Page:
You must obey (and read) your robot overlords! As if winning a literary award wasn’t already hard enough, a story co-authored by computers just made it through at least one round of judging at the Nikkei Hoshi Shinichi Literary Award competition in Japan. But don’t worry, you haven’t lost your job quite yet–the good news is that the programs still have “some problems … such as character descriptions.”
The success of international authors like Orhan Pamuk, Ma Jian, Haruki Murakami, and Tash Aw – each capable of “transcend[ing] their homelands and emerg[ing] into a planetary system where there work can acquire a universal relevance” – has caught the attention of n+1’s editors. In a lengthy piece from their last issue, they suggest that we should be less concerned with such examples of “World” or “Global Literature,” and instead focused on more diverse, politically-charged and unique international works. “Global Lit tends to accept as given the tastes of an international middlebrow audience; internationalism, by contrast, seeks to create the taste by which it is to be enjoyed,” they argue.
The long-awaited follow-up to Yann Martel’s Booker-winner Life of Pi is out: Beatrice and Virgil. Also new, Elegy for April, a thriller by John Banville alter ego Benjamin Black; David Lipsky’s already much discussed interview with David Foster Wallace, Although Of Course You End Up Becoming Yourself; and, apparently hitting shelves ahead of its official release date, a book of philosophy by Marilynne Robinson, Absence of Mind.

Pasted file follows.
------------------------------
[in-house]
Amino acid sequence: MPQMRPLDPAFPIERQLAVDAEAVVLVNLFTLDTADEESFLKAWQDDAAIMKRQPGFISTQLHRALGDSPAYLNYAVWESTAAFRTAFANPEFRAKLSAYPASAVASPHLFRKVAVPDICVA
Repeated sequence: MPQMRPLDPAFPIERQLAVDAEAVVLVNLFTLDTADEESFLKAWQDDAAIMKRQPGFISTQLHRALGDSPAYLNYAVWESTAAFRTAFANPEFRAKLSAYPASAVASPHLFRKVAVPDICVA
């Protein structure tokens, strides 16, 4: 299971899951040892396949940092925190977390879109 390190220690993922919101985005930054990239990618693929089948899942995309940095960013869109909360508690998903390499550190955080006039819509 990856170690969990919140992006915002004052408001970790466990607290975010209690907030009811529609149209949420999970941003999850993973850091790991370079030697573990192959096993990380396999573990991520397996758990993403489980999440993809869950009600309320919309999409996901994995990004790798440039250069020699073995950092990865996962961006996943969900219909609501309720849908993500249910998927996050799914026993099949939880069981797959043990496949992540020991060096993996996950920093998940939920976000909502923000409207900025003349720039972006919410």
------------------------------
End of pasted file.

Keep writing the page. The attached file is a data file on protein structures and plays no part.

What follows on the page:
Gossip is often seen as inherently frivolous and trashy, which is why it’s odd that a poet would use it as the subject of his or her work. On The Poetry Foundation’s blog, Austin Allen writes about George Green’s collection Lord Byron’s Foot, in which, as Allen puts it, “the dish spares no one.” (h/t Arts and Letters Daily)
Having grown up in Russia, New Republic senior editor Julia Ioffe is in a uniquely good position to cover the Sochi Olympics, which is why she’s writing regular dispatches from this year’s Winter Games. On Saturday, she published a piece about one of the sadder (yet more predictable) developments of the Games: foreign journalists are bombarding gay residents of Sochi with questions and requests for interviews. (She’s also manning the magazine’s Instagram feed.)